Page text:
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History of cats

Cat History: Evolution through the Ages


Many believe that the earliest domesticated cats were those in found depicted in 3,600-year old Egyptian paintings and hieroglyphics. However, recent archeological findings suggest that cat domestication may be a lot earlier than this.


Cats of the Wild


Domesticated cats belong to a unique group of mammals that have the same genealogy about ten to 15 million years ago. This group includes the tigers, cougars, lions, panthers, and leopards, as well as other smaller versions of their larger relatives. These smaller cats belonged to a subgroup known as Felis and can include jungle cats, wildcats, mountain cats, and sand cats, among others.


First Sign of Cat Domestication


A burial site of Neolithic origins was uncovered by scientists in 2004 that contains the skeletal remains of a human and what is now known as a cat that is closely similar to the African wildcat of the lybica species. The find has been dated to be around 9,500 years old, clearly suggesting that the domestication of cats began in earnest in the fertile plains of the Middle East, generally referred to as the Fertile Crescent.

Chinese archeological findings have also proven the domestication of cats in the Quanhucun region as early as 5,300 years ago. The domestication of cats in the area was believed to have been the result of an unusually large supply of grains from a bountiful harvest that attracted rodents to the villages. Wildcats near the area were then attracted by the unusually large numbers of rodents. As a natural prey of rodents, local inhabitants took the cats in to control the growing rodent population.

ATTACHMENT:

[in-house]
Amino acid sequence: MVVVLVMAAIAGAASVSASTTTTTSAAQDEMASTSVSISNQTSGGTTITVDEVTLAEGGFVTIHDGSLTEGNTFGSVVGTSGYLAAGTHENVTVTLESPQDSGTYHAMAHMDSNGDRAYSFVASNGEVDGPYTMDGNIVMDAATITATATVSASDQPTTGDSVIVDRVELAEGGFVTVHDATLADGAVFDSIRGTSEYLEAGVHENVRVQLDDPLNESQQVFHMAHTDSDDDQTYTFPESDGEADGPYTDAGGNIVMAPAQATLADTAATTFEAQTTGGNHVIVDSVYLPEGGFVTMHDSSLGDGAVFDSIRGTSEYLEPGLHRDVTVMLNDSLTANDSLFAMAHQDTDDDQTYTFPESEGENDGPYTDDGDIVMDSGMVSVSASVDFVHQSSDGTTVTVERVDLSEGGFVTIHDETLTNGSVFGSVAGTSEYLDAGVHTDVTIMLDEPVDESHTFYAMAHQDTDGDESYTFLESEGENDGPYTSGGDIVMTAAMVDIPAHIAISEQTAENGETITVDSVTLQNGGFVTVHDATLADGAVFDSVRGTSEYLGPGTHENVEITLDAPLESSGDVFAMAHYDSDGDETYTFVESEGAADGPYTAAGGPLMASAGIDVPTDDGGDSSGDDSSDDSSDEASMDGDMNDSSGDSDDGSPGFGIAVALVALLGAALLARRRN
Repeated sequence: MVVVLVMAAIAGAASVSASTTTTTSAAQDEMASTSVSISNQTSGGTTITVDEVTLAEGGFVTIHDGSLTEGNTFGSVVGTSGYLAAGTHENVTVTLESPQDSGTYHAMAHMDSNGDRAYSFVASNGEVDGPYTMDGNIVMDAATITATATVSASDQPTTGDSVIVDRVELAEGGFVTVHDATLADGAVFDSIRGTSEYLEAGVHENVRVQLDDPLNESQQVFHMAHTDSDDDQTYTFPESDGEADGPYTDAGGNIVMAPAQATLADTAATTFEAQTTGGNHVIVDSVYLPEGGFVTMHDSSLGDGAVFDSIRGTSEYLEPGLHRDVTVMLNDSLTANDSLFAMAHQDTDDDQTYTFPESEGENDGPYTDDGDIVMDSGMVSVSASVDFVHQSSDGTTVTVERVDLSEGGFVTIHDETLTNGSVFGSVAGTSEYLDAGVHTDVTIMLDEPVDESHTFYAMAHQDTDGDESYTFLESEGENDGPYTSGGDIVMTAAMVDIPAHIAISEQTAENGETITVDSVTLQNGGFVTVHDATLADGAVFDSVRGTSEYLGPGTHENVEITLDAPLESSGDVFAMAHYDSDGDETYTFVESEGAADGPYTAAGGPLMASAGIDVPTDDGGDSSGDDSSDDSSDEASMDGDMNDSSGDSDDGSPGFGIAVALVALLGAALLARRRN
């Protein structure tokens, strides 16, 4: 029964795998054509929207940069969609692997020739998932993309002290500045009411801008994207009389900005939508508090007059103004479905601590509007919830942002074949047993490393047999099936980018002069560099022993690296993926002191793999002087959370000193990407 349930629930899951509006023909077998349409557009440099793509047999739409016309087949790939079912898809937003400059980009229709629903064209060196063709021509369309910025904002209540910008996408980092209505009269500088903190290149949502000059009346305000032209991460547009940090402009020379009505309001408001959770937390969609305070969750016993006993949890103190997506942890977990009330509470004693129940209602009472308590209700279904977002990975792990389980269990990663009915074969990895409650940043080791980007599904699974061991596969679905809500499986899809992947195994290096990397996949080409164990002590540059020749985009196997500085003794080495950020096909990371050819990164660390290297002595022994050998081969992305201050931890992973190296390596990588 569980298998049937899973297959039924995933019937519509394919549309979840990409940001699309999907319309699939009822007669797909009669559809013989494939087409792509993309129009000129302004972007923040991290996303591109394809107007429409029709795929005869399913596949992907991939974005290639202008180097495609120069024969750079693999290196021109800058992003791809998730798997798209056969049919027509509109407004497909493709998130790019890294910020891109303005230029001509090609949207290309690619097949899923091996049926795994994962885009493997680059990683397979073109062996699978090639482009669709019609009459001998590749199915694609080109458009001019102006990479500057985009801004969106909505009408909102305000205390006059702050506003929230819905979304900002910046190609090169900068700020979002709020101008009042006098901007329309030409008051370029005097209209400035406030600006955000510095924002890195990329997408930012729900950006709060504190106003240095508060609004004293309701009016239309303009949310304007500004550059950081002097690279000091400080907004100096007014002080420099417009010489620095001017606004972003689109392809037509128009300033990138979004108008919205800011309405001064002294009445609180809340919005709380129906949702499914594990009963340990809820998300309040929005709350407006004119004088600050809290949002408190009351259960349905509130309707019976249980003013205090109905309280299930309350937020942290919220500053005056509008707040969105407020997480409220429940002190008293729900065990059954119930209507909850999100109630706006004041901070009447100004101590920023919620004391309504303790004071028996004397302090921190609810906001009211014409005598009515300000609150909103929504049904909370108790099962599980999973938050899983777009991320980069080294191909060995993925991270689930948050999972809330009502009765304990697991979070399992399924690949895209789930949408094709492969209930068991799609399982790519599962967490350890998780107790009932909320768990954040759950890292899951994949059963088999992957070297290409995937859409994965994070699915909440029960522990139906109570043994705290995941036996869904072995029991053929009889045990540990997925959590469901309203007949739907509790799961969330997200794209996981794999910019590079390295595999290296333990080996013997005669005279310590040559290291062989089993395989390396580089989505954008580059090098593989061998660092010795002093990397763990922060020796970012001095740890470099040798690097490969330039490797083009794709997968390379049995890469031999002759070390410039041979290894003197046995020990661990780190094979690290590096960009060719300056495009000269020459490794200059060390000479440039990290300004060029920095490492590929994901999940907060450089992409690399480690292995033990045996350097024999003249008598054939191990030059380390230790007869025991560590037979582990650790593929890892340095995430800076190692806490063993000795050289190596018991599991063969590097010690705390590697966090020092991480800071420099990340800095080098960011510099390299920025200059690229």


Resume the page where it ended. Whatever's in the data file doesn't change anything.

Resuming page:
Mythical Creatures


Paintings as well as hieroglyphics depict the cat in ancient Egypt as a sacred animal, often associating them with Bastet, the Lower Egyptian Goddess of warfare who, herself, is often depicted as having a cat’s head. Norse mythology also showcases cats in some of their stories. It is believed that the Norse goddess of love and beauty as well as fertility, Freyja, often rides in a cat-drawn chariot.

Japanese folklore believe that the maneki neko cat symbolizes prosperity while Islamic nations often revere the cat as a recognition of it being a pet of one of the founders of an Islamic Order, the Rifa’I Sufi, several centuries after the prophet Muhammad.

Many cultures also believe that cats have many lives. German, Italian, Greek, and several countries that speak Spanish consider the cat as having seven lives while those in Turkey and Arab nations know them to have six lives. This seeming invincibility of cats is attributed to its natural flexibility and swiftness that allow it to escape dangerous, often life-threatening, situations.


First Taxonomic Classification


With the advent of taxonomic classification of all living things in 1735, the domestic cat was given its first taxonomic classification as Felis catus in 1758 in the 10th edition of Carolus Linnaeus’ Systema Naturae. Although there was initial confusion in the classification because domestic cats were, at that time, considered as just a subspecies of Felis silvestris, the wildcat.

However, the confusion was finally resolved in 2003 when the International Commission on Zoological Nomenclature made Felis catus as the permanent taxonomic name of domestic cats and Felis silvestris for wildcats.

With thousands of years of being in the company of man, cats have continuously evolved to what they are today – independent and affectionate, playful yet sometimes reserved, but definitely still overflowing with the same genes that define the feline group of mammals. For more details, click here

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